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Research in the United Kingdom and in the United States has convinced us that lower class size in the early years is a key factor in raising education standards and allowing children to acquire basic skills. Parents know that. Teachers know it, too. The only people who do not appear to know it are the Opposition, whose decisions in government gave us the large class sizes that exist today, and which our Government are reducing. That is the difference between the Conservatives and Labour. They favour lower class sizes for those who can buy their way out of the state system, while we favour lower class sizes for all our children. For too long, children suffered a second-class education under Tory Governments, so that they were destined to be second-class citizens.

Most Opposition Members do not use the state education system. If large class sizes are not good enough for their children, for whose children do they think large class sizes are good enough? The Opposition's motion is a piece of political chicanery, and an attempt to dodge the consequences of their past actions. The people will not be misled. I urge the House to vote against the motion.

8.32 pm

Mr. Nick St. Aubyn (Guildford): I bring bad tidings for the Minister from my constituency. Since the class sizes debate began, I have visited my local schools as a Member of Parliament, and as a member of the Select Committee on Education and Employment, and I have not once heard a positive welcome for the Government's policy on reducing class sizes. At one school, I was told that if class sizes must come down, the library will have to be used as an extra classroom, removing a resource available to the entire school. Another school fears that the reduction in class sizes will use the money that has previously been put into a reading recovery programme.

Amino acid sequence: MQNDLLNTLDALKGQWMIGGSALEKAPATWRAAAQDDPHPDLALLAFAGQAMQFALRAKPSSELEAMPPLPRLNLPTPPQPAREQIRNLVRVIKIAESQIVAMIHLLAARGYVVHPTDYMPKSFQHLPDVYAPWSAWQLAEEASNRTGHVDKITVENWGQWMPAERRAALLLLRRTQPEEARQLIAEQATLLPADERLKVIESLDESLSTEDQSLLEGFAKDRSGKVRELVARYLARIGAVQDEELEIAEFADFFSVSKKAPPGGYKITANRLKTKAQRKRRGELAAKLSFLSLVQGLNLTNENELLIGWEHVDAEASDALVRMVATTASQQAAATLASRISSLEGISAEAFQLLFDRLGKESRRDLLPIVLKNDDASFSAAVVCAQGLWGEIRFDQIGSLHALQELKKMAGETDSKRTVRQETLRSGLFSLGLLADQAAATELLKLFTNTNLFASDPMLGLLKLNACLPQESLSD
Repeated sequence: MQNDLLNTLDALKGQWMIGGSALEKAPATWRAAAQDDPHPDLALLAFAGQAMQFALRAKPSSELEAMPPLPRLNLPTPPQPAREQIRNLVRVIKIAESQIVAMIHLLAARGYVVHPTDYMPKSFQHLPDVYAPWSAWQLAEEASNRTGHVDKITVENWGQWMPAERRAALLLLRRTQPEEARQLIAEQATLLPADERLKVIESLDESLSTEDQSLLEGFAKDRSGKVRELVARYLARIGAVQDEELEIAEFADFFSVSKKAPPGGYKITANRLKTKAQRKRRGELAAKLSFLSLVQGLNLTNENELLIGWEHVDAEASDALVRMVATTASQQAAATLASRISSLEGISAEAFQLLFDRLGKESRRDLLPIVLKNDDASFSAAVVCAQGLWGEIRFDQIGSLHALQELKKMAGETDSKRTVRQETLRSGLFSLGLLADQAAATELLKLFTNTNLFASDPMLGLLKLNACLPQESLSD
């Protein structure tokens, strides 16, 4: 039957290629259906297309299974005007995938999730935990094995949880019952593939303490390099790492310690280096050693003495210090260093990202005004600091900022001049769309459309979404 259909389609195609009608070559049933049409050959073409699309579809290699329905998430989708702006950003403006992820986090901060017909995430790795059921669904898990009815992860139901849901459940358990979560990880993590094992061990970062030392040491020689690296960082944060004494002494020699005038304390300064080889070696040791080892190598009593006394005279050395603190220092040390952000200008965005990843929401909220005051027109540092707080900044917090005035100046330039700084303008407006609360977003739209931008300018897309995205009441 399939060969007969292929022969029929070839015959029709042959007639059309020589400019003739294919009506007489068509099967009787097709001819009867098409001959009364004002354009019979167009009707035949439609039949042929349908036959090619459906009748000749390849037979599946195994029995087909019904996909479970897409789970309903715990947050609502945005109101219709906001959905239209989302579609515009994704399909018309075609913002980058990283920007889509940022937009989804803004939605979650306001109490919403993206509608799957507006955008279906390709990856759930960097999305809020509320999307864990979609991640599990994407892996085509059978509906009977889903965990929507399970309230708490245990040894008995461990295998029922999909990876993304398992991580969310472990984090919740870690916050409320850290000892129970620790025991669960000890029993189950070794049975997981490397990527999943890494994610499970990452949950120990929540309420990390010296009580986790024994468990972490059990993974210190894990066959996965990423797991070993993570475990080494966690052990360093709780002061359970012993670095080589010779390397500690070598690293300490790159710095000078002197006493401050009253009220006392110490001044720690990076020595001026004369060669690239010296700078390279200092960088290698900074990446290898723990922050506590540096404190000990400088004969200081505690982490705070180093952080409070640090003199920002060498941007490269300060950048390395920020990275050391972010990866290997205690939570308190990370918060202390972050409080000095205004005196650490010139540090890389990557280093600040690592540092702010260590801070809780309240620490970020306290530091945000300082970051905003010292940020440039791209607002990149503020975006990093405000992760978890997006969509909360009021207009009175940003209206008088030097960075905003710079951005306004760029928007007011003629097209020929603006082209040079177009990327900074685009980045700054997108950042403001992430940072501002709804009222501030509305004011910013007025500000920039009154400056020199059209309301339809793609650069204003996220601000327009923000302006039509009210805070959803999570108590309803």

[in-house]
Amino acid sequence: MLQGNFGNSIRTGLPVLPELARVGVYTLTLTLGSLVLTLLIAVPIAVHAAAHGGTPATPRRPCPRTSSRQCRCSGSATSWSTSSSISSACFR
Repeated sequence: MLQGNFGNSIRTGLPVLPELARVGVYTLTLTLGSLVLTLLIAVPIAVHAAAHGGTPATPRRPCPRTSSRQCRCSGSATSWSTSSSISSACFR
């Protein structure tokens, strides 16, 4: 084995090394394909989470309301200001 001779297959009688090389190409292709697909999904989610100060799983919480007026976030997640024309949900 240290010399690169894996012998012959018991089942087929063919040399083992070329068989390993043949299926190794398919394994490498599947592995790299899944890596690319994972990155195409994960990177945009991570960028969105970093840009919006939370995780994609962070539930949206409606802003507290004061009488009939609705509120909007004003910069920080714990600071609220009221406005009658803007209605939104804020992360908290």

At the school in the village where I live, we opened a new porch in the school entrance only the other day--built with money that the Government were not responsible for finding; it was raised by the efforts of the local community. That school hopes to raise class sizes, and I asked whether the class size policy would help the school by encouraging more parents to send their children there, which would raise the numbers to 30. I was told, however, that the policy would not help the school; in fact, classes of more than 30 would be welcome as more resources would go into the school, and could be directed towards the children who most need them.

The hon. Member for Bath (Mr. Foster) told us of his recent trip to Zurich. The hon. Member for Don Valley (Caroline Flint) and I also made that trip, and what the hon. Gentleman did not mention was that during 18 years of Conservative Governments here, the difference in income between the people of Switzerland and the people of the United Kingdom narrowed. People in Switzerland used to have a per capita income 60 per cent. higher than that in the UK; now it is barely 20 per cent. higher. The trend of the past 20 years has been one of economic success for the UK, which is why people in Zurich are looking to our education system to learn lessons for their own system.

We went to Zurich in a spirit of cultural exchange, intending to learn from the Swiss, but we found that the Swiss were interested in learning from us. What is more, in order to produce an education system closer to ours,

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they were prepared to contemplate an increase in their class sizes. Class sizes are not regarded in isolation in any other part of the world. It is a great mistake to do so here.

Mrs. Louise Ellman (Liverpool, Riverside): Will the hon. Gentleman clarify the Opposition's position on reducing infant class sizes? In government, the Conservatives increased class sizes. In opposition, they voted against the means to reduce class sizes. Their motion equates the reduction of class sizes with a reduction in educational standards. Will he clarify their position?

Mr. St. Aubyn: I hope to get across to the small class of Members here tonight the message that the education system will be damaged if the Government isolate one aspect of policy and make it an overriding priority. It is, of course, desirable to have smaller classes, but all education research demonstrates that unless very low sizes--well below 20--are achieved, there is no significant impact on teaching. There are other ways in which the ability and strength of a school can be improved. Lower class sizes are clearly desirable, but they cannot be sought in isolation, at the expense of other important matters.

Mr. Bob Blizzard (Waveney): We have heard many times of the hon. Gentleman's support for the assisted places scheme, which he wants to continue in special form in Surrey. Does he support that scheme so that a few people can seek desirable small class sizes in private schools?